The combination of so-called additive manufacturing, or 3-D printing, electromagnetic simulation and mechanical design software is enabling innovative antenna and radio-frequency components. Engineers are harnessing these tools to design, fabricate, test and manufacture lightweight, highly complex antennas and radio-frequency products.
Melding materials three-dimensionally into state-of-the-art antennas would not be possible without key software platforms. For this, antenna producer Optisys relies on technology from ANSYS Incorporated. Started in 1970 as a small company in Elizabeth, Pennsylvania, ANSYS now has 75 offices in 40 countries. As a multiphysics business, ANSYS looks at all aspects of physics design—structural, thermal, fluid dynamics and electronics.
The U.S. government is likely the largest combined producer and consumer of software in the world. The code to build that software is volatile, expensive and oftentimes completely hidden from view. Most people only see the end result: the compiled and packaged application or website. However, a massive worldwide community, the Open Source Initiative, centers on the exact opposite.
Fifth-generation (5G) superfast cellular technology is coming. And it will revolutionize the way we think about networks, the amount of data and analytics that can be presented in real or near real time, and how we use this data and related analytics to make everyday decisions. 5G is going to enable a national high-speed virtual highway. Much like the rollout of the physical national highway system, the introduction of 5G will affect defense and business and change individual behavior in ways we haven’t even thought about yet.
The next-generation airborne missile control system being developed by the U.S. Air Force will take advantage of modern communications and electronics systems such as software-defined radios to provide a number of capabilities, including improved cybersecurity.
Part of the Office of Naval Research’s efforts in command, control, communications and computers is to provide key analytical tools to planners, analysts and commanders swamped by data. To that end, the office, known as the ONR, is conducting basic and applied research in applications that will cut maneuver planning time, expand access to data, enhance analytical processing and improve predictions. The tools are meant to improve decision making across antisubmarine warfare, integrated air and missile defense, electromagnetic maneuver warfare, and expeditionary and integrated fires missions.
Army leaders have outlined the battlefield of tomorrow. It isn’t a static war, like the fight of the last 17 years in a counterinsurgency environment. The battle will involve smaller, more dispersed mobile Army teams operating in dense urban environments. Soldiers will have to manage in megacities, with hundreds of thousands or millions of people competing for the same electromagnetic spectrum, water, food and roads. The gear that they rely on for protection, as well as their own abilities to perform—their warfighter lethality—needs to reflect the demands of this future battlefield.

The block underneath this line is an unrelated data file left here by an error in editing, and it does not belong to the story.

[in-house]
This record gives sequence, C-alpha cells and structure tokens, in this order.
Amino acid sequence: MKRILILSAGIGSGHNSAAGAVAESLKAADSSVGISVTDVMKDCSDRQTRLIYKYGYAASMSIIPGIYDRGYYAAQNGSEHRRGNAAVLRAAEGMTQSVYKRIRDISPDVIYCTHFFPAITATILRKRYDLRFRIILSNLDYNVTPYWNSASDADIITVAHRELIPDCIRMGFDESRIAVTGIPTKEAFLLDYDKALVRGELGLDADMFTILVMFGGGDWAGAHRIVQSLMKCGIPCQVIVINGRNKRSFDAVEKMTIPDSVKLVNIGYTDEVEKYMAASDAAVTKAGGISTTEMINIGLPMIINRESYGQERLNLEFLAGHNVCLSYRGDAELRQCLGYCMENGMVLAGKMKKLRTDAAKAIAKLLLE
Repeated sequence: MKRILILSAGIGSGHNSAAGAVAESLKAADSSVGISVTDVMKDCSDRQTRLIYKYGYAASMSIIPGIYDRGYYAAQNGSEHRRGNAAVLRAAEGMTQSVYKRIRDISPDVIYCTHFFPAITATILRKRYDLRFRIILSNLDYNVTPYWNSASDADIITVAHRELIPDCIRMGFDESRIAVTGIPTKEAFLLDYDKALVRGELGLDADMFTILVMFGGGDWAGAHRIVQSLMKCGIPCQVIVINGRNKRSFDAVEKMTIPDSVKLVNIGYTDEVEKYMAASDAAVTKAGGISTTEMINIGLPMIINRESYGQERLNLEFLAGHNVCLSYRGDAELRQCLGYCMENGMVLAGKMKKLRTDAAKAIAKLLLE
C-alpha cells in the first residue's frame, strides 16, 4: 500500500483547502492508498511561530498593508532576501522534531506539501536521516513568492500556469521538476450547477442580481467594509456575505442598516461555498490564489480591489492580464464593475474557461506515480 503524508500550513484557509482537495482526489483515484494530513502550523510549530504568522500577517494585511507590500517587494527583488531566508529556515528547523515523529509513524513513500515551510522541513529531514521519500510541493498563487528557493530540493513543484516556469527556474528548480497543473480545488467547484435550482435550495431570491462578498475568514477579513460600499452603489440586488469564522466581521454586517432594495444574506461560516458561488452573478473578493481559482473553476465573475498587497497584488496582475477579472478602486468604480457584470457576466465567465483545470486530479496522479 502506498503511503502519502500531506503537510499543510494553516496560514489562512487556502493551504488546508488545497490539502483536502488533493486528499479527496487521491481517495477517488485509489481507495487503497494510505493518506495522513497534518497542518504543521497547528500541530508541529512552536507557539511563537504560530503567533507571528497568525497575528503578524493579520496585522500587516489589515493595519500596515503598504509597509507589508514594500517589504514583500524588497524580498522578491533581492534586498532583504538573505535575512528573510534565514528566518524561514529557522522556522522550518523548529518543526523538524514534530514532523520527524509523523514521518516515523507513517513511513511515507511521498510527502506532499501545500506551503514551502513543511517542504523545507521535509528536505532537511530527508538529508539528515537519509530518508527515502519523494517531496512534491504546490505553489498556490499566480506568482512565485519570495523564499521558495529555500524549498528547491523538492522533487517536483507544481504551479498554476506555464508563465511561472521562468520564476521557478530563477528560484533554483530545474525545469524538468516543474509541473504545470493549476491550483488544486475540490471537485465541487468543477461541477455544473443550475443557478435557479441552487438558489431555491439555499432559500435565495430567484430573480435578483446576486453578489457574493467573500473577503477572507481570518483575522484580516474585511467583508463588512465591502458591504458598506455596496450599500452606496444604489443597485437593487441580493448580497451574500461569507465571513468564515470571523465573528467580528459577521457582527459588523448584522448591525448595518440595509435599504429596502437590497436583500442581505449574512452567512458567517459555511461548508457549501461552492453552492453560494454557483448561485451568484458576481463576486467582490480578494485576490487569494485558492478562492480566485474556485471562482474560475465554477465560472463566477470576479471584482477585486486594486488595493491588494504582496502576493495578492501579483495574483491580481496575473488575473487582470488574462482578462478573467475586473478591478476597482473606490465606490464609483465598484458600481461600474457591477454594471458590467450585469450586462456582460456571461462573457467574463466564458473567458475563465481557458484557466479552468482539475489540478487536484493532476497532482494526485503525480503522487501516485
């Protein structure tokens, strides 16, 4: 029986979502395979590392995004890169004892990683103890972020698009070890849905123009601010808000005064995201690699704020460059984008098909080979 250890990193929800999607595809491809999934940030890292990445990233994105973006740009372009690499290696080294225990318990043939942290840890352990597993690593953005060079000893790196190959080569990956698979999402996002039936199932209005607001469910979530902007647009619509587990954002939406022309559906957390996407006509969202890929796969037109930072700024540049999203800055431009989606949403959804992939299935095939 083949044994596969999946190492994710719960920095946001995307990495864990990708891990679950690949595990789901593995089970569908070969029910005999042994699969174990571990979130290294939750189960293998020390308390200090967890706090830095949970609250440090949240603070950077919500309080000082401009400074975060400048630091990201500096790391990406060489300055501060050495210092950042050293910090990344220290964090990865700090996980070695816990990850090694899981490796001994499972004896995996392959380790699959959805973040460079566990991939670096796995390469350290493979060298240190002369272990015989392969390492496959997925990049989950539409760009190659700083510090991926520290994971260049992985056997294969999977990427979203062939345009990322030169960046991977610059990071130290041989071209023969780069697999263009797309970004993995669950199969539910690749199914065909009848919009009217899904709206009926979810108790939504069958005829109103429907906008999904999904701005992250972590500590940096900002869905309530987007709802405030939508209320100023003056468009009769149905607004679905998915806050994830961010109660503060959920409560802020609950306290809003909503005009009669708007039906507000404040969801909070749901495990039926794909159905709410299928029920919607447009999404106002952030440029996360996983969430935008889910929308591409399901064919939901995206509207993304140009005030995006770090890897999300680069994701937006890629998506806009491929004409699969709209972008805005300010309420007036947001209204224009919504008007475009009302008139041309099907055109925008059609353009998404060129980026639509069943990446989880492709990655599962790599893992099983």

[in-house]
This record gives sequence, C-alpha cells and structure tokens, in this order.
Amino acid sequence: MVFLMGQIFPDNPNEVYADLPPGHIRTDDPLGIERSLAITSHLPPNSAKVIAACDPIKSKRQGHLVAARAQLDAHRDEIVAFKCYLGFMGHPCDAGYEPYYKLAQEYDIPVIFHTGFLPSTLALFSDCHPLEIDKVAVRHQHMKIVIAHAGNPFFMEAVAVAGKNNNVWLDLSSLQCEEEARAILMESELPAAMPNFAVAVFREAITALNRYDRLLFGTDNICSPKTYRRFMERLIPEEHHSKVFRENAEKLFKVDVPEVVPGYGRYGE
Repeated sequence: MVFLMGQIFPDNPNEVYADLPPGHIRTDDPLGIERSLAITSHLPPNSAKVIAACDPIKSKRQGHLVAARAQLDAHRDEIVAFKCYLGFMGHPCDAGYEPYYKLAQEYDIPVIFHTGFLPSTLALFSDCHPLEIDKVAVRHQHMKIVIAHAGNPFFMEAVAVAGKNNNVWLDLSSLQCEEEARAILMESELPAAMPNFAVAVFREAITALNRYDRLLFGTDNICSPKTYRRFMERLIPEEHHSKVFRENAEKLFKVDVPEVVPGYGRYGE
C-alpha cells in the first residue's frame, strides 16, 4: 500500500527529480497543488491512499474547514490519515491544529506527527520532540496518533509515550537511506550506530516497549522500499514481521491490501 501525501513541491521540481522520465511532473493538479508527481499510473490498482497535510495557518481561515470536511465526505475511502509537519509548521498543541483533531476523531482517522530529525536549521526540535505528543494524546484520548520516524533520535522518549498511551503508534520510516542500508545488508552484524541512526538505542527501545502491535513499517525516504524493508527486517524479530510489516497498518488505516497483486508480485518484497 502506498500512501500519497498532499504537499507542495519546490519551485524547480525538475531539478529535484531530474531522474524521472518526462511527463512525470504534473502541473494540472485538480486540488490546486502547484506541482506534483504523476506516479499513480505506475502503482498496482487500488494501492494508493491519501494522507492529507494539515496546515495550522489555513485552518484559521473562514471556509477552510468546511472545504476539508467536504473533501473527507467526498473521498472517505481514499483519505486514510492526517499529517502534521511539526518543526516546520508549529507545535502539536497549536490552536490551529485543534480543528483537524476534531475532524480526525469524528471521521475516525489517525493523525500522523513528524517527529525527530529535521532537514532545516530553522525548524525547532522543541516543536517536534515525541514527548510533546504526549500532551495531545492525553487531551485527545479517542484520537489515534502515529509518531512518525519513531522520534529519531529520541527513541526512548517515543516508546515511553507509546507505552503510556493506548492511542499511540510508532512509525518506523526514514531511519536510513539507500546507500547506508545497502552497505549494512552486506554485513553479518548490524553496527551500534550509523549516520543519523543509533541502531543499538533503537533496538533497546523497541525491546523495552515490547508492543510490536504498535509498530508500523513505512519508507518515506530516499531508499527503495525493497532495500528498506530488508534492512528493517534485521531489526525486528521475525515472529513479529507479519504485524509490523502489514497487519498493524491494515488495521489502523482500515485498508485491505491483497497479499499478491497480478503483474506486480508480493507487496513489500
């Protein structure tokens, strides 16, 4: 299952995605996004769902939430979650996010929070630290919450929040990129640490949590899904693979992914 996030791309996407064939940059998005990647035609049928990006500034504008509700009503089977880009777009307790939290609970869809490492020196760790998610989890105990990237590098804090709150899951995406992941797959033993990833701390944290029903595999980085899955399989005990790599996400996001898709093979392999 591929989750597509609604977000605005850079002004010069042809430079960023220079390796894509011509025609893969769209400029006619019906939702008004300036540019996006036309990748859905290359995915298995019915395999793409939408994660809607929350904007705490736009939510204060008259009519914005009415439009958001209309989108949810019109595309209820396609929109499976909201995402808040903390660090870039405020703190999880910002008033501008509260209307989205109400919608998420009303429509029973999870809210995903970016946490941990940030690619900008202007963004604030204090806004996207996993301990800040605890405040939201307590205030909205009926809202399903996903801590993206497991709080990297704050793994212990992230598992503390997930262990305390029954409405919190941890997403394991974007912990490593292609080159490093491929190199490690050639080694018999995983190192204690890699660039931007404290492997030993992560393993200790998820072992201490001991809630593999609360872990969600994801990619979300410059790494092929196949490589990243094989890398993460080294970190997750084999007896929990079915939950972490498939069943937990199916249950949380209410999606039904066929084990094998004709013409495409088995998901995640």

The next generation of battlefield sensors may be truly organic in nature. Scientists at the Army Research Laboratory (ARL) are experimenting with using natural plant life as self-powered sensors in a future battlefield surveillance network.
Their exotic work builds on research developed three years ago by Swedish scientists. Those researchers were able to turn a living rose into an electronic circuit. And, they were able to accomplish this without killing the flower. U.S. Army scientists say the next step in this research is to turn this organic circuit into a sensor that would be networked on the battlefield.
The Defense Advanced Research Projects Agency (DARPA) is moving into the first development phase of its OFFensive Swarm-Enabled Tactics (OFFSET) program, a capability that will empower dismounted troops to control scores of unmanned air and ground vehicles simultaneously. Once fully evolved, the technology will provide small-unit infantry forces with small, unmanned aircraft and ground systems to support diverse missions in urban areas. The program also seeks to integrate modern swarm tactics and leverage emerging technologies in swarm autonomy and human-swarm teaming.
Artificial intelligence, machine learning and neural networks are already influencing decision-making processes for both military and business, yet all of the benefits and consequences are far from understood. The way these technologies will be applied will have a profound effect on service personnel as well as civilians, and the timeline is accelerating, driven by the exponential growth in sensors, big data and simulation algorithms.